Politics in a purple state

by | Apr 18, 2013 | Democrats, Editor's Blog, National Politics, NC Politics, US Senate

Today, The Washington Post asked if Kay Hagan can get away with taking more progressive positions than her colleagues in other Red States, noting that Hagan supported background checks and gay marriage. The short answer is yes. But it’s more than just taking risky positions; it’s sound politics.

As I’ve said, North Carolina is a purple state. We have a base of very conservative, older voters in our rural areas and a much more progressive, diverse younger group of voters along the I-85/40 corridor which stretches from Raleigh to Charlotte. To win in 2014, Hagan will need to keep these progressive voters engaged.

The 2014 election in North Carolina will be a low turnout affair with 45% or less of registered voters showing up. With heavily gerrymandered legislative and Congressional districts and no other statewide races on the ballot, Hagan will have little help with turnout operations.

Historically, these off-year elections have followed national trends. Democrat John Edwards won in 1998 and Democrats added to their congressional delegation 2006 even though there was no statewide contest. Republicans won in 2002 and 2010, sending Elizabeth Dole to the Senate and re-electing Richard Burr, respectively. In 2010, in particular, Democrats were disengaged from the election and Hagan can’t afford that in 2014.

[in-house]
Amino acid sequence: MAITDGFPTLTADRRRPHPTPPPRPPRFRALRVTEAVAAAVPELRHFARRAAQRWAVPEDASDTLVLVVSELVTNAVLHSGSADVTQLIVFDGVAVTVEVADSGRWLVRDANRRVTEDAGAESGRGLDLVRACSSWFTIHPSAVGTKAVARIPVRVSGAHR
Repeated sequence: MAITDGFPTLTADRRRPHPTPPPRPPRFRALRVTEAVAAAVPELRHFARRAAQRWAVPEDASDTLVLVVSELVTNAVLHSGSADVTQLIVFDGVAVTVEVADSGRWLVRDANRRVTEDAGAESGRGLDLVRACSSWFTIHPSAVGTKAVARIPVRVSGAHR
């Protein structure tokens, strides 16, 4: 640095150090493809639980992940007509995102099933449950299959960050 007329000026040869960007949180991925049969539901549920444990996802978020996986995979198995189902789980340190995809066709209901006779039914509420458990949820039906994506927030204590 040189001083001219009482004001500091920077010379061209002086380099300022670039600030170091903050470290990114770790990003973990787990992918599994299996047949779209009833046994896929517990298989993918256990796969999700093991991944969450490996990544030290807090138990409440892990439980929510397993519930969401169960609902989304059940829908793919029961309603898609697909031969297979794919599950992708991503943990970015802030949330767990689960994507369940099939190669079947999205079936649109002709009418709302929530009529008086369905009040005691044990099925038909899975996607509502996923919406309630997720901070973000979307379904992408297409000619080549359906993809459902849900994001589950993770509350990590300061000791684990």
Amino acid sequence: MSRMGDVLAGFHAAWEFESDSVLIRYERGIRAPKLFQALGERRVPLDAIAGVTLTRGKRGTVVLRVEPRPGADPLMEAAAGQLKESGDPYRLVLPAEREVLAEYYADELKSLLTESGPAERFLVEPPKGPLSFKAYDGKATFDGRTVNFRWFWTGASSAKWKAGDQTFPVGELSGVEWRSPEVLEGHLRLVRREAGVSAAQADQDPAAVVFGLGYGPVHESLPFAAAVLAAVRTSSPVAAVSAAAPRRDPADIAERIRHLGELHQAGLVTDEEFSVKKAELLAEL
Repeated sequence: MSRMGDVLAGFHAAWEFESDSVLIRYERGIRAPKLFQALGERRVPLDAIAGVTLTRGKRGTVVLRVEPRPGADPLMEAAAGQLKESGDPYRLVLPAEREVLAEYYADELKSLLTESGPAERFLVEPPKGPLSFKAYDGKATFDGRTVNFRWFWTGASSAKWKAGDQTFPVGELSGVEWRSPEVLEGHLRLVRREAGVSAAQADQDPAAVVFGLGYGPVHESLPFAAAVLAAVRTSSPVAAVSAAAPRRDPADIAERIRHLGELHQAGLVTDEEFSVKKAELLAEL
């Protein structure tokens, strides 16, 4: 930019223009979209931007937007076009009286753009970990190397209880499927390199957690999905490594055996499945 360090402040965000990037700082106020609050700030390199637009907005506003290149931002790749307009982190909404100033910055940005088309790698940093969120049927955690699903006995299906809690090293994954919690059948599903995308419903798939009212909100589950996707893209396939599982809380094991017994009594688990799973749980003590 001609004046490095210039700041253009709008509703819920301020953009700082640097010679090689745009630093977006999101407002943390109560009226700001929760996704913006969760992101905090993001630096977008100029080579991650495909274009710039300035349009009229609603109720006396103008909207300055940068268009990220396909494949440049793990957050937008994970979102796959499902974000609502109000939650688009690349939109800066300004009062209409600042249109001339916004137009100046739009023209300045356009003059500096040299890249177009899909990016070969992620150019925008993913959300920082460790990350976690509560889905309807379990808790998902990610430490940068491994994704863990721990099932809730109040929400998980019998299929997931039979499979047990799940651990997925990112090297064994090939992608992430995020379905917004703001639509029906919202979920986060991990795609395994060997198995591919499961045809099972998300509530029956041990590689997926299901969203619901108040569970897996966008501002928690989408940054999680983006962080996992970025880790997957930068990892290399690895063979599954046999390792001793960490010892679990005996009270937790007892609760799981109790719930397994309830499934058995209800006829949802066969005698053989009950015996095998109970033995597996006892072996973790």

Hagan’s moves have been prudent. With support of gay marriage, she got out in front of a national issue that is gaining support at a remarkable pace. On the background checks, she supported a very modest measure that has broad appeal while avoiding more contentious positions like banning assault weapons. Hagan has shown younger and more liberal voters in urban areas that she shares certain core values with them.

In addition to keeping in touch with her base, Hagan has paid attention to issues that transcend ideology and positioned herself well if she needs to try to localize the election next year. She recently sponsored a jobs fair in a state with high unemployment. She’s also fought hard for veterans issues and has been visible at veterans’ events. This is particularly important to eastern North Carolina, an area where Democrats have struggled recently that is also home to four military bases and a very large population of veterans.

So far, Kay Hagan has played smart politics. She has offered her base enough to keep them on board and engaged, while holding onto moderate positions that will prevent her from being branded as out of touch with her constituents. She’s also paid close attention to local issues like the economy and veterans affairs and been visible in the state, keeping her safe from the “gone Washington” label. By supporting gay marriage and background checks, Kay Hagan not only did what was right, she also did what was good for Kay Hagan.


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